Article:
Here's one of the multimedia projects I've produced during my many travel photography workshops in Bali.

Sunday, 9 November 2014

Anthony Pappone | Ethiopia's Omo Valley

Photo © Anthony Pappone-All Rights Reserved
"If you take a picture of a human that does not make him noble, there is no reason to take this picture. That is my way of seeing things."Sebastiao Salgado 
Readers and followers of my blog know of my distaste for the current spate of photographs that depict indigenous people who are encouraged (monetarily or otherwise) to wear decorative accessories that are not natural to them. Photographers who travel to the Omo Valley are particular susceptible to this 'disease', and are insensitive (but rarely unaware) to the impact transforming members of the various Omo Valley tribes into fashion models with outlandish headgear and accessories.

The exploitation of these tribes by some photographers, travelers and tourists, who view them as nothing but beautiful displays, continues despite the effort of well-intentioned travel companies.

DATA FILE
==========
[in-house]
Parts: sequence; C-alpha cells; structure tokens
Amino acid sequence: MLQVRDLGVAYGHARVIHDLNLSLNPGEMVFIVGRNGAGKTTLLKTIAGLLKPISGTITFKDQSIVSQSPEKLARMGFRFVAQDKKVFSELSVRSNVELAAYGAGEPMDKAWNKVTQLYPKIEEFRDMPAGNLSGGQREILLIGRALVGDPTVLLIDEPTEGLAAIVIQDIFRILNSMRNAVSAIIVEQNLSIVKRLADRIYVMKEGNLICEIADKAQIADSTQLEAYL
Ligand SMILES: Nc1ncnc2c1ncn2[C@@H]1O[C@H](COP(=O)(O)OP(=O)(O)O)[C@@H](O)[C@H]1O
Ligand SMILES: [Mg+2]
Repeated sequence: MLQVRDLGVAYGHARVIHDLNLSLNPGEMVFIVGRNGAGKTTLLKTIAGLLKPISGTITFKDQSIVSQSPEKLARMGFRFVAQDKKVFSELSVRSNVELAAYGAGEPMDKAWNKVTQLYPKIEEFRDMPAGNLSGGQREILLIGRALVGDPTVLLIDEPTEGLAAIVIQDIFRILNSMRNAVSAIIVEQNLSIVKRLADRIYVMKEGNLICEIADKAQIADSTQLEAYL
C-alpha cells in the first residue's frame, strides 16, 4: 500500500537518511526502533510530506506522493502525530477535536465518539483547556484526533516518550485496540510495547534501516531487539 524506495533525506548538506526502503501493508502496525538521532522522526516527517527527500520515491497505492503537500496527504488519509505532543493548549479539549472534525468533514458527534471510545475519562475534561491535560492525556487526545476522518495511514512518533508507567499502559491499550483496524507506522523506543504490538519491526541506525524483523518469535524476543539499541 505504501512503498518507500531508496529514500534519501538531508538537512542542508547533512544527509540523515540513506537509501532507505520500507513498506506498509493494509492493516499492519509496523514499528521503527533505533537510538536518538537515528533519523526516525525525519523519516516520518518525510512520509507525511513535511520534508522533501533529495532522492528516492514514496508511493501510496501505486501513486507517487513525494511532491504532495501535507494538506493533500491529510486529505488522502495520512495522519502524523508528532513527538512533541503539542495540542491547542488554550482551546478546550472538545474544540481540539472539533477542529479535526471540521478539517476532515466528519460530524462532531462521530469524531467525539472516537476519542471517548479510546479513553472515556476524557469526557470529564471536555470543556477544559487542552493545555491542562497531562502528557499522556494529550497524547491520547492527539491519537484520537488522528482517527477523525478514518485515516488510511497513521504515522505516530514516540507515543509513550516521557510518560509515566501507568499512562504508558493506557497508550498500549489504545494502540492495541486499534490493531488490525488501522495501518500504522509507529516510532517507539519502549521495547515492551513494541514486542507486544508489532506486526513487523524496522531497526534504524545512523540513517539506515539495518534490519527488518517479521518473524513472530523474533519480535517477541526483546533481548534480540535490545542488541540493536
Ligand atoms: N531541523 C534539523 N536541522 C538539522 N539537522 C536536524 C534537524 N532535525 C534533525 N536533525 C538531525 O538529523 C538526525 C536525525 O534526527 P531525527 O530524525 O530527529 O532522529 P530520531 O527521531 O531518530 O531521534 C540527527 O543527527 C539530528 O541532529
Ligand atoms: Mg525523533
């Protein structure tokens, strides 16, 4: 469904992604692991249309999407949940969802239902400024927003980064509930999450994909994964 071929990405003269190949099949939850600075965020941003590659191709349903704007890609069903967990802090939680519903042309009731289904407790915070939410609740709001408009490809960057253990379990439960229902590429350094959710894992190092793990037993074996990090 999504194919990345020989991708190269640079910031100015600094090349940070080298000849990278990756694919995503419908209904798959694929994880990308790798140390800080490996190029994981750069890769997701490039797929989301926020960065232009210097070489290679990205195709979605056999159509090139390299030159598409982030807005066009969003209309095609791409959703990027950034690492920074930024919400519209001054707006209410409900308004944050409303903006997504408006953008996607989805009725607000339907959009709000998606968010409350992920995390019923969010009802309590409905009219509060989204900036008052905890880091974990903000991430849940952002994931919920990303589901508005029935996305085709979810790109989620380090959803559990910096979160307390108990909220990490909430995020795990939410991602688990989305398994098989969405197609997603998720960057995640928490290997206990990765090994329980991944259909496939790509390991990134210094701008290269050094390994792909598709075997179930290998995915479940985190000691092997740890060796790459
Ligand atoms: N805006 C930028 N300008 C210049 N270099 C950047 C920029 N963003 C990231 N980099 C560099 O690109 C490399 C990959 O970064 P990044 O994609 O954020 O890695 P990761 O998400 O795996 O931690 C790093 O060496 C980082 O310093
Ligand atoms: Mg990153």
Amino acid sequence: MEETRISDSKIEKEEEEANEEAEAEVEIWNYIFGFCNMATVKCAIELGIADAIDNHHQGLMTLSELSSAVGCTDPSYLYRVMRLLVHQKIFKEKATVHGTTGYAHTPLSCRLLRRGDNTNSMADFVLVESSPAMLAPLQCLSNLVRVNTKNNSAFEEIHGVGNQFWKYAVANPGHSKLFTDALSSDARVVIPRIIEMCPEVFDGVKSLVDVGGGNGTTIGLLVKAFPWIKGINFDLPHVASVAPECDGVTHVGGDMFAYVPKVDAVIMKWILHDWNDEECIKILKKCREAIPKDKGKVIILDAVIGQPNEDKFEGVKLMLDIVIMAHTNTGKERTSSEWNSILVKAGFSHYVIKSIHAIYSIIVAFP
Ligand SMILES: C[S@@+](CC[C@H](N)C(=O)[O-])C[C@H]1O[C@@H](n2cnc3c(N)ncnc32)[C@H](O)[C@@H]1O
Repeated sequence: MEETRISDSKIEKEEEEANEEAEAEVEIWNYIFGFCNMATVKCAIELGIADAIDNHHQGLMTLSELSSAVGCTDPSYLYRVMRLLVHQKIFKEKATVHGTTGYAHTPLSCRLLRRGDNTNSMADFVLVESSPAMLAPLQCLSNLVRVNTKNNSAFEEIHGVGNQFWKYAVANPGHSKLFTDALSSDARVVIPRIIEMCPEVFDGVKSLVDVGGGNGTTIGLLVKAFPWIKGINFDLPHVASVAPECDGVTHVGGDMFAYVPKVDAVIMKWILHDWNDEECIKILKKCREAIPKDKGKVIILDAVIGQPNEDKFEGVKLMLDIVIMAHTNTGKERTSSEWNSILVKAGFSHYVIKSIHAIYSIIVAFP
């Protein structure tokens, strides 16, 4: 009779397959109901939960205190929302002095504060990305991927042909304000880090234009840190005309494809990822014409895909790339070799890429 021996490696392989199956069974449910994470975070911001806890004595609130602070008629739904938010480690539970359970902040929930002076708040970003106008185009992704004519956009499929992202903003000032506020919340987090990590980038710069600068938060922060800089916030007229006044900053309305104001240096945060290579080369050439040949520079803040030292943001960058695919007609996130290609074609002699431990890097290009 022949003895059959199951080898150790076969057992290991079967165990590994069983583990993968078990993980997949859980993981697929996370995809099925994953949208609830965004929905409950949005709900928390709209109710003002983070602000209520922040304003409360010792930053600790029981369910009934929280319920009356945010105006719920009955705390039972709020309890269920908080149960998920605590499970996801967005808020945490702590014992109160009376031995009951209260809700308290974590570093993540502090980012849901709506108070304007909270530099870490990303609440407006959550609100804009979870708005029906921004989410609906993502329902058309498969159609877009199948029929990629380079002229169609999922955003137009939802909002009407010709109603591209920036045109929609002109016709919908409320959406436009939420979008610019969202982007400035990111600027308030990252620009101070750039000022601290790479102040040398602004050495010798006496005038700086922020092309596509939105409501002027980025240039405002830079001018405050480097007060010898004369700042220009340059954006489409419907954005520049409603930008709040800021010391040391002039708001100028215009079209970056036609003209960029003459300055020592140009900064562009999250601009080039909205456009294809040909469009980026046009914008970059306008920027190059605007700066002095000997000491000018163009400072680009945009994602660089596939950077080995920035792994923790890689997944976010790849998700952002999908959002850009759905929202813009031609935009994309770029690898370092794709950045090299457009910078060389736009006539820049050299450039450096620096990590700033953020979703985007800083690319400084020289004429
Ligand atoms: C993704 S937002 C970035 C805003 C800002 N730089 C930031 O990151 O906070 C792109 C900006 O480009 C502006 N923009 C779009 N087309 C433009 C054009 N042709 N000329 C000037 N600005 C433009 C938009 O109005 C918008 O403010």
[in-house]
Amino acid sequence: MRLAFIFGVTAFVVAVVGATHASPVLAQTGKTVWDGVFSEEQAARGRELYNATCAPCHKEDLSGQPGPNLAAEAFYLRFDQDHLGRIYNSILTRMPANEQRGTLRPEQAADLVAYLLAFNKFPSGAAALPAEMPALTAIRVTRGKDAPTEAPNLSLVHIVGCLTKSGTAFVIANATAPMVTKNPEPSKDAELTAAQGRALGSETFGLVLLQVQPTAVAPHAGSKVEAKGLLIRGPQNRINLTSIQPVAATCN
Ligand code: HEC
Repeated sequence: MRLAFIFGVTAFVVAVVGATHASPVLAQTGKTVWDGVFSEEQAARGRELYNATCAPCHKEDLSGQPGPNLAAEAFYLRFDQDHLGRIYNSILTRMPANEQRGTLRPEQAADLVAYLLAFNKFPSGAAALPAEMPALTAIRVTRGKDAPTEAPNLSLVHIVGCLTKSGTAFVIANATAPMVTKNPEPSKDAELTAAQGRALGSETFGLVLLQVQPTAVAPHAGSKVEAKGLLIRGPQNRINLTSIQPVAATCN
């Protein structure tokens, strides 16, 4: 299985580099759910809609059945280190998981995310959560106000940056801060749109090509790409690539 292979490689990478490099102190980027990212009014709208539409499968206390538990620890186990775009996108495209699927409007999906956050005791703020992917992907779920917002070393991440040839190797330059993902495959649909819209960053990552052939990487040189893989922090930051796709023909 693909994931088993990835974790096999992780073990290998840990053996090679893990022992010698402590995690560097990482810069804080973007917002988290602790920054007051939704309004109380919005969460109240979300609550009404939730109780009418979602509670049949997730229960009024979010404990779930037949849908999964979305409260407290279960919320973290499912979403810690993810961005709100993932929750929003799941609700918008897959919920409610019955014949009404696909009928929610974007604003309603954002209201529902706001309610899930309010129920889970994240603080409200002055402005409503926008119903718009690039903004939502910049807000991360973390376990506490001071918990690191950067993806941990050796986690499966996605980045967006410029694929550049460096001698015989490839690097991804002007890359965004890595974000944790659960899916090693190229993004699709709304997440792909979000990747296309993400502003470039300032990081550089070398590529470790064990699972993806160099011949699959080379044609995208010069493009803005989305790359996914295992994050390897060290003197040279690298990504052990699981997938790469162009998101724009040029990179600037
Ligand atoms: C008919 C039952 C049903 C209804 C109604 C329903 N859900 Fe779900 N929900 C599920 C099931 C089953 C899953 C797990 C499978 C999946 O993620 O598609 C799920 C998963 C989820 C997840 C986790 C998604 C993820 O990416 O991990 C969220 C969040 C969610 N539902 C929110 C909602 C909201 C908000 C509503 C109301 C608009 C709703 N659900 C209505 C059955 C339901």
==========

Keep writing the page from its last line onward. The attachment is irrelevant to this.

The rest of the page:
Anthony Pappone's Portraits in The Omo Valley is certainly not one of these insensitive exploitative photographs. His photographs of Omo Valley tribal members are beautiful and simple. There is no artificiality in his portraits, nor is there accessories intended to dupe the viewers. The Omo Valley people are beautiful in their simplicity, and Anthony's photographs prove to us that there is no need for deceit in the representation of these people.

Anthony Pappone is an Italian photographer specializing in travel, festival, portrait, tribes and ceremony photography around the world. Just a traveler before becoming a photographer, he caught the bug during a festival in Ladakh, and he started on a career of following festivals and religious ceremonies wherever these occurred. From Ethiopia to Nagaland, from West Africa's Benin, Ghana, Mali to Yemen...he documented festivals and everyday life with his wide angle lenses.

Thursday, 6 November 2014

Frédéric Lagrange | The Wakhan Corridor

Photo © Frederic Lagrange-All Rights Reserved
"You get older faster in the Wakhan Corridor."